Skip to main content Skip to search Skip to header Skip to footer

Toward a system of Bible study

From the May 1999 issue of The Christian Science Journal

When in 1867 Mary Baker Eddy first began to take pupils in order to teach them the Science of Christ, she taught from the Bible and she also turned these students to the Scriptures. Today, the Christian Science Quarterly Weekly Bible Lessons, whose topics she chose, fulfill a major role in helping anyone who studies them stay close to the Bible and explore its healing spiritual meaning. This series offers some brief notes on the evolution of these Lessons.

1885 The Christian Science Sunday Schools, at that time mainly adult classes, were using an interdenominational Bible-study publication called The Pilgrim Quarterly For Senior Classes. Prepared by the Congregational Sunday-School and Publishing Society, it was promoted on its masthead as "an aid to the study of the International Sunday-school Lessons" used in Protestant churches.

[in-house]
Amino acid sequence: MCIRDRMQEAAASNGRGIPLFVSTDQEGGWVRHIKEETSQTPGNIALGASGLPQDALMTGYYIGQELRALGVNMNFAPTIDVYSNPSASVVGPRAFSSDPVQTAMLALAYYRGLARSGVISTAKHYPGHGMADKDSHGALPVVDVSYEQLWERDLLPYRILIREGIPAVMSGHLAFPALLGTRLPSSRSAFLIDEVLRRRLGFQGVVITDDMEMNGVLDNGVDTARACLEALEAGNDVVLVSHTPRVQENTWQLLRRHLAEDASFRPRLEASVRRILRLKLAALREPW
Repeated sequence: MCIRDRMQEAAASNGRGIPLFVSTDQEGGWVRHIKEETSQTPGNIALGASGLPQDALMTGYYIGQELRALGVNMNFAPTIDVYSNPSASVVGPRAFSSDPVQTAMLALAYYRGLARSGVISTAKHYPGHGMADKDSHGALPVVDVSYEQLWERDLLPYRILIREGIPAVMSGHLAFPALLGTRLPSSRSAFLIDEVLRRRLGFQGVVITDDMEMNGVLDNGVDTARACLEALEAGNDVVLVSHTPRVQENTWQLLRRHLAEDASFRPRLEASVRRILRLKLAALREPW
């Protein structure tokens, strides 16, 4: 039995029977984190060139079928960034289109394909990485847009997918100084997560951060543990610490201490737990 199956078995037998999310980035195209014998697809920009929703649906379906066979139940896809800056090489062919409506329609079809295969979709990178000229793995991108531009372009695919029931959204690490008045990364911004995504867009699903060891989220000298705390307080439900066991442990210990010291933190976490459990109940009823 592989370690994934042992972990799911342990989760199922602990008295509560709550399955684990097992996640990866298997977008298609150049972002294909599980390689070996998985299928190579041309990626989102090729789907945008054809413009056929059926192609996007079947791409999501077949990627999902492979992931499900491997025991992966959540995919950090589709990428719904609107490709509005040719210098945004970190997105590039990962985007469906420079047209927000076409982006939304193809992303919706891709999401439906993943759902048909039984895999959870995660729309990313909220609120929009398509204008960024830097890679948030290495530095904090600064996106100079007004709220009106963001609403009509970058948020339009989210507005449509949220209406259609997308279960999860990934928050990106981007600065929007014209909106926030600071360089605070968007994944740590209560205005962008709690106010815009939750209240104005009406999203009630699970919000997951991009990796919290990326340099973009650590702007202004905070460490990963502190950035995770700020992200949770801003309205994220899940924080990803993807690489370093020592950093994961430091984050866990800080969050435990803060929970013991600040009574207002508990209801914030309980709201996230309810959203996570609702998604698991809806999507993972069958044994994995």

The "International Sunday-school Lessons" comprised a system of Bible study that had developed over many years. It is generally agreed that it had its origins in England in the 1780s with the effort to reach the poor, the uneducated, and the criminal. By 1827, a great variety of publishers (including the American Sunday School Union) were producing a wide assortment of Bible lesson books designed to lead readers, over a period of several years, through a study of the entire Bible.

Sign up for unlimited access

You've accessed 1 piece of free Journal content


Subscription aid available

 Try free

No card required

More in this issue / May 1999


Explore Concord—see where it takes you.

Search the Bible and Science and Health with Key to the Scriptures